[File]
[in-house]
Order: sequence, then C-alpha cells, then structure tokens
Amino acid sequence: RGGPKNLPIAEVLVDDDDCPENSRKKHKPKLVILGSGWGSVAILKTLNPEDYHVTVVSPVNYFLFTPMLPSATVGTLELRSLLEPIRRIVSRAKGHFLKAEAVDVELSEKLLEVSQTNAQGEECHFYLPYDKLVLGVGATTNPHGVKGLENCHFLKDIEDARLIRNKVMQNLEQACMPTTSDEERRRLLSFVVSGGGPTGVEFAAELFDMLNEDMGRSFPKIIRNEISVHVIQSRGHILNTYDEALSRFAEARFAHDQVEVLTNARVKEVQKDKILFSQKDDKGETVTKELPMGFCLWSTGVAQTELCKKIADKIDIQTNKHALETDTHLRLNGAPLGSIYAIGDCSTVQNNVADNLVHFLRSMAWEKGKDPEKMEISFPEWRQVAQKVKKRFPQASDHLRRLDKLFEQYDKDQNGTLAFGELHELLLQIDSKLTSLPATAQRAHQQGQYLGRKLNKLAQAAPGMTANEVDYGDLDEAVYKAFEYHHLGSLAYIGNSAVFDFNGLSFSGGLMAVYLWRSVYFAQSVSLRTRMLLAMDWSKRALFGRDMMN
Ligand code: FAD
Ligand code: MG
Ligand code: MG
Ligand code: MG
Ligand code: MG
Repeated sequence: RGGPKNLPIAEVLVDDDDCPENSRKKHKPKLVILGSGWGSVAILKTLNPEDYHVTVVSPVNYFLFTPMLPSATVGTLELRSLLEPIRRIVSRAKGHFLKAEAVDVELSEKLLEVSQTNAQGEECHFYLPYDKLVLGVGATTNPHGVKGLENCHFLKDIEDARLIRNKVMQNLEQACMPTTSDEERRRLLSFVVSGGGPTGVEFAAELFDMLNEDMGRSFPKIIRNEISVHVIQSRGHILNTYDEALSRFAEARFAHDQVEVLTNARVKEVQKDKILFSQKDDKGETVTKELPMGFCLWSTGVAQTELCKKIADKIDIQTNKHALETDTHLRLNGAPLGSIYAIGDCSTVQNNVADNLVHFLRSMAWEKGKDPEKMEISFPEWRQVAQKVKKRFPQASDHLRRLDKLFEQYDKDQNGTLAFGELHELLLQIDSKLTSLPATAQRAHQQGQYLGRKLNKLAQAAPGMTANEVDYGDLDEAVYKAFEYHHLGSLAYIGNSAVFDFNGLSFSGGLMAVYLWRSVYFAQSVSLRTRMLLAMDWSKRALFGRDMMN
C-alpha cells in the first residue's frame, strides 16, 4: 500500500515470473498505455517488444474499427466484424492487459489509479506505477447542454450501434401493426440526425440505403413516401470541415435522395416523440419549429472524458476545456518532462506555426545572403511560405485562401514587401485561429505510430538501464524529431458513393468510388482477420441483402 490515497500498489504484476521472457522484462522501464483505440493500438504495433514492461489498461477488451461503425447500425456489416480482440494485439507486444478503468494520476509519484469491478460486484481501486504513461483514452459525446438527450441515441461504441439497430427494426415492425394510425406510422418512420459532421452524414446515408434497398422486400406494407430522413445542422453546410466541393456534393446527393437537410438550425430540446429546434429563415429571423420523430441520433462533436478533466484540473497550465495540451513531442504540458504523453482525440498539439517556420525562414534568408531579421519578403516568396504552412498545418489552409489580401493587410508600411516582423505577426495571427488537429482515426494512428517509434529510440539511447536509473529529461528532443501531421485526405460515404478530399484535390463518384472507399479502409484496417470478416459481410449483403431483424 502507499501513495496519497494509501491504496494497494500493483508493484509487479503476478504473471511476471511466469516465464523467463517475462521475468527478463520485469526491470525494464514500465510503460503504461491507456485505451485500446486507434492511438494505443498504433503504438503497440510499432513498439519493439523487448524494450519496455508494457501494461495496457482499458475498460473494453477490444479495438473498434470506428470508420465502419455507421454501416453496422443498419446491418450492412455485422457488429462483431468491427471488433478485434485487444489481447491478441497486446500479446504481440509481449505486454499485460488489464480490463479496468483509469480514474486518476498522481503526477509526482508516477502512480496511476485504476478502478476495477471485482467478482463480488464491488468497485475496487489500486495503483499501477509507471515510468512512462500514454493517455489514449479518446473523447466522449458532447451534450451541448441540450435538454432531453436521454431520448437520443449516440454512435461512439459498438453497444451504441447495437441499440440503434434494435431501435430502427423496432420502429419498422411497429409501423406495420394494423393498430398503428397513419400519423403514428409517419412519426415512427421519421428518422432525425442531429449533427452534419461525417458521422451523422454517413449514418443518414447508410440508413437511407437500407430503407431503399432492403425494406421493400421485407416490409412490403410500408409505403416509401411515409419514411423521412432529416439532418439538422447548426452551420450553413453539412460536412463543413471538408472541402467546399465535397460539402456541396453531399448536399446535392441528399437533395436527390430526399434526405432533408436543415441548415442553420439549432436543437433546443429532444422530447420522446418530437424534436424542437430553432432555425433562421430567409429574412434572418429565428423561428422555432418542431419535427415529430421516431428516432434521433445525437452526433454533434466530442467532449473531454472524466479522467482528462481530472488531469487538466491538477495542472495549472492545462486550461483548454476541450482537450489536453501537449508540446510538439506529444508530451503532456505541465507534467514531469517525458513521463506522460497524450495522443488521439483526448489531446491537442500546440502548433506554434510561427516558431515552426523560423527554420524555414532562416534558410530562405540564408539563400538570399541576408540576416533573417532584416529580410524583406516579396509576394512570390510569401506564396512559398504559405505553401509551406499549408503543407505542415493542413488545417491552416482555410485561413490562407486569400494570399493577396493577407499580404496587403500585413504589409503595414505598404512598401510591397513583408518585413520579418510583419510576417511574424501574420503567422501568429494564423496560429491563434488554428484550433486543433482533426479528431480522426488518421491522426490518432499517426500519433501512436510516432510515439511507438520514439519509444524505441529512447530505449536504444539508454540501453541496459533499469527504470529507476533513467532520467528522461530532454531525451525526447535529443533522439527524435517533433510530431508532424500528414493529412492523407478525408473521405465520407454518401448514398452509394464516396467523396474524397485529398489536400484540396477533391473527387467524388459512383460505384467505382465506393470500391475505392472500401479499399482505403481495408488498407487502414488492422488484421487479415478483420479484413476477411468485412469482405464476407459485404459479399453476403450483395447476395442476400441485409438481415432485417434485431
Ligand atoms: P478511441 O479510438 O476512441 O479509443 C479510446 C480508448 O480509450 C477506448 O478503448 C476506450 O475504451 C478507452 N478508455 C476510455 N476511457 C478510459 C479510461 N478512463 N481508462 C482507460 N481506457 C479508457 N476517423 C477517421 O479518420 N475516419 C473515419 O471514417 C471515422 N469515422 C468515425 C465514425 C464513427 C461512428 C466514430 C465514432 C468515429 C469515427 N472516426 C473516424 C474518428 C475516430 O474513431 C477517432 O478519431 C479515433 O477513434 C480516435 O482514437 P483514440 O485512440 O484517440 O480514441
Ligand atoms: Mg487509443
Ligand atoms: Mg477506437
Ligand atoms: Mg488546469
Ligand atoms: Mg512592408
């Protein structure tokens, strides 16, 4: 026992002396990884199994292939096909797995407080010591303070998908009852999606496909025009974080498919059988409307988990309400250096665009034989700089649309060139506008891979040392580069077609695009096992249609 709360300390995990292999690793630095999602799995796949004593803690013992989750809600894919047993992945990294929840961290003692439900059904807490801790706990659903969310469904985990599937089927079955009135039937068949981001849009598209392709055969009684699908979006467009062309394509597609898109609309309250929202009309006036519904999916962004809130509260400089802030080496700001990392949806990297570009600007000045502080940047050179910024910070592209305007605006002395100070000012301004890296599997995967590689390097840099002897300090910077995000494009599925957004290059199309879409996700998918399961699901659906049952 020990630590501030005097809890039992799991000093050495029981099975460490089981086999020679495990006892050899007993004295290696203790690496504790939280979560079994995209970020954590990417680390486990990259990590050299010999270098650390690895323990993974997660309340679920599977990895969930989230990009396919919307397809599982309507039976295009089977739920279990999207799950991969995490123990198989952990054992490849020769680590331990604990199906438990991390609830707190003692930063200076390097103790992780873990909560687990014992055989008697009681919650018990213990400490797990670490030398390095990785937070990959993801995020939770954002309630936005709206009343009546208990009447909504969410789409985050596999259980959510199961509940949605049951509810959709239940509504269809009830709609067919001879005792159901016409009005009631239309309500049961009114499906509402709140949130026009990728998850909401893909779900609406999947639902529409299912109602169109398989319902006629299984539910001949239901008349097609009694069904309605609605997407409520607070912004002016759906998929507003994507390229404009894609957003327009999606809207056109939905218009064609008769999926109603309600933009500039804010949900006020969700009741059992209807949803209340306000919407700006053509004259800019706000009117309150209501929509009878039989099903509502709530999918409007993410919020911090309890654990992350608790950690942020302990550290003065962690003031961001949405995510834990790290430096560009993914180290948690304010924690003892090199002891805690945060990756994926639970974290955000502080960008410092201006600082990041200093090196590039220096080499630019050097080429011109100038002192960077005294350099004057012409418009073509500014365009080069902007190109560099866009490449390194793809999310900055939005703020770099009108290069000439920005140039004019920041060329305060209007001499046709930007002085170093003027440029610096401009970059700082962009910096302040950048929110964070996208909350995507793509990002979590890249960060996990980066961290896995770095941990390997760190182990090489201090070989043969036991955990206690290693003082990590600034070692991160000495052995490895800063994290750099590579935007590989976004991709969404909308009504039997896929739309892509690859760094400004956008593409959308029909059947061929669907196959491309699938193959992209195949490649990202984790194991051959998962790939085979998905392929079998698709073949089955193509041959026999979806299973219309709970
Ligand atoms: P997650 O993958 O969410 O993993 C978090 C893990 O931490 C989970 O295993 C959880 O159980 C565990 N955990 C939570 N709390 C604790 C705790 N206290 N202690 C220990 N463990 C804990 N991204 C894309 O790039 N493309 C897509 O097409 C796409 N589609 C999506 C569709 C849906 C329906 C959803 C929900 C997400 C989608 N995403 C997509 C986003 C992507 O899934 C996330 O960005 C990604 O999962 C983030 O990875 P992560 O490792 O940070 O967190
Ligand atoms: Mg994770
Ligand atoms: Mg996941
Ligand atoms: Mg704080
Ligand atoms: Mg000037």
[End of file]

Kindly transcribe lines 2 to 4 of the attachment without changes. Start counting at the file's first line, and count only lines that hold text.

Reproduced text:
Order: sequence, then C-alpha cells, then structure tokens
Amino acid sequence: RGGPKNLPIAEVLVDDDDCPENSRKKHKPKLVILGSGWGSVAILKTLNPEDYHVTVVSPVNYFLFTPMLPSATVGTLELRSLLEPIRRIVSRAKGHFLKAEAVDVELSEKLLEVSQTNAQGEECHFYLPYDKLVLGVGATTNPHGVKGLENCHFLKDIEDARLIRNKVMQNLEQACMPTTSDEERRRLLSFVVSGGGPTGVEFAAELFDMLNEDMGRSFPKIIRNEISVHVIQSRGHILNTYDEALSRFAEARFAHDQVEVLTNARVKEVQKDKILFSQKDDKGETVTKELPMGFCLWSTGVAQTELCKKIADKIDIQTNKHALETDTHLRLNGAPLGSIYAIGDCSTVQNNVADNLVHFLRSMAWEKGKDPEKMEISFPEWRQVAQKVKKRFPQASDHLRRLDKLFEQYDKDQNGTLAFGELHELLLQIDSKLTSLPATAQRAHQQGQYLGRKLNKLAQAAPGMTANEVDYGDLDEAVYKAFEYHHLGSLAYIGNSAVFDFNGLSFSGGLMAVYLWRSVYFAQSVSLRTRMLLAMDWSKRALFGRDMMN
Ligand code: FAD